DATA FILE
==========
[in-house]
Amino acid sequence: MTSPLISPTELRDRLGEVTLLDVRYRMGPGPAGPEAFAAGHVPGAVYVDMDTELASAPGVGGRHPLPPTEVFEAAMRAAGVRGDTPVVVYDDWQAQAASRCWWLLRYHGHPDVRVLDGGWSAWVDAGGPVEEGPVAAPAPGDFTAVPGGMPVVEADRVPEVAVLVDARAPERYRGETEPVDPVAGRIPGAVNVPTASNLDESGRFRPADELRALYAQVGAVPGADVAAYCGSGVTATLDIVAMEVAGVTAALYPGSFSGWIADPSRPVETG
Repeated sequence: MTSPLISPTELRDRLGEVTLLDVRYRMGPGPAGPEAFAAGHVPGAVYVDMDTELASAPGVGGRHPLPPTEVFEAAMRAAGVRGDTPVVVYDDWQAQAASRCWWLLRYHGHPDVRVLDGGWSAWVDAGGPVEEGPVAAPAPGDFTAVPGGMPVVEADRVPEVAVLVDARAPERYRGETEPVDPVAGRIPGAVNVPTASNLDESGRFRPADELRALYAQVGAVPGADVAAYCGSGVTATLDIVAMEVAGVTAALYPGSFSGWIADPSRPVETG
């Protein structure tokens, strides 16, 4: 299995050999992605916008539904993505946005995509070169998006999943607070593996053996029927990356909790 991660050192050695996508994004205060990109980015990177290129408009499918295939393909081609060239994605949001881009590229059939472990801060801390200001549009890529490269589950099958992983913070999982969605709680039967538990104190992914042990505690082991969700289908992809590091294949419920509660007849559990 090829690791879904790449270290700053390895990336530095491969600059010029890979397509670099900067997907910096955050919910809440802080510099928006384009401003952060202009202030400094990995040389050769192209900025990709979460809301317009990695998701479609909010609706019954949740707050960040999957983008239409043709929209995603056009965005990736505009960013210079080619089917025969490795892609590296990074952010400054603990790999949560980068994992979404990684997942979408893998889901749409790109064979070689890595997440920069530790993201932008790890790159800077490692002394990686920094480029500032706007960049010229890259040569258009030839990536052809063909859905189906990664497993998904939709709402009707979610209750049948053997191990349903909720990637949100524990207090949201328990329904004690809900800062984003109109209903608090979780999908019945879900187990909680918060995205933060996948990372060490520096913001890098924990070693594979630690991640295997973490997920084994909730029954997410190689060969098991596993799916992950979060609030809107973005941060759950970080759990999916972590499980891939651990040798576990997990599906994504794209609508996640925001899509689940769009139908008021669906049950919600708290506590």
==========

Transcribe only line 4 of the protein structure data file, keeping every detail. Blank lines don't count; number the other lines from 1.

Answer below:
């Protein structure tokens, strides 16, 4: 299995050999992605916008539904993505946005995509070169998006999943607070593996053996029927990356909790 991660050192050695996508994004205060990109980015990177290129408009499918295939393909081609060239994605949001881009590229059939472990801060801390200001549009890529490269589950099958992983913070999982969605709680039967538990104190992914042990505690082991969700289908992809590091294949419920509660007849559990 090829690791879904790449270290700053390895990336530095491969600059010029890979397509670099900067997907910096955050919910809440802080510099928006384009401003952060202009202030400094990995040389050769192209900025990709979460809301317009990695998701479609909010609706019954949740707050960040999957983008239409043709929209995603056009965005990736505009960013210079080619089917025969490795892609590296990074952010400054603990790999949560980068994992979404990684997942979408893998889901749409790109064979070689890595997440920069530790993201932008790890790159800077490692002394990686920094480029500032706007960049010229890259040569258009030839990536052809063909859905189906990664497993998904939709709402009707979610209750049948053997191990349903909720990637949100524990207090949201328990329904004690809900800062984003109109209903608090979780999908019945879900187990909680918060995205933060996948990372060490520096913001890098924990070693594979630690991640295997973490997920084994909730029954997410190689060969098991596993799916992950979060609030809107973005941060759950970080759990999916972590499980891939651990040798576990997990599906994504794209609508996640925001899509689940769009139908008021669906049950919600708290506590």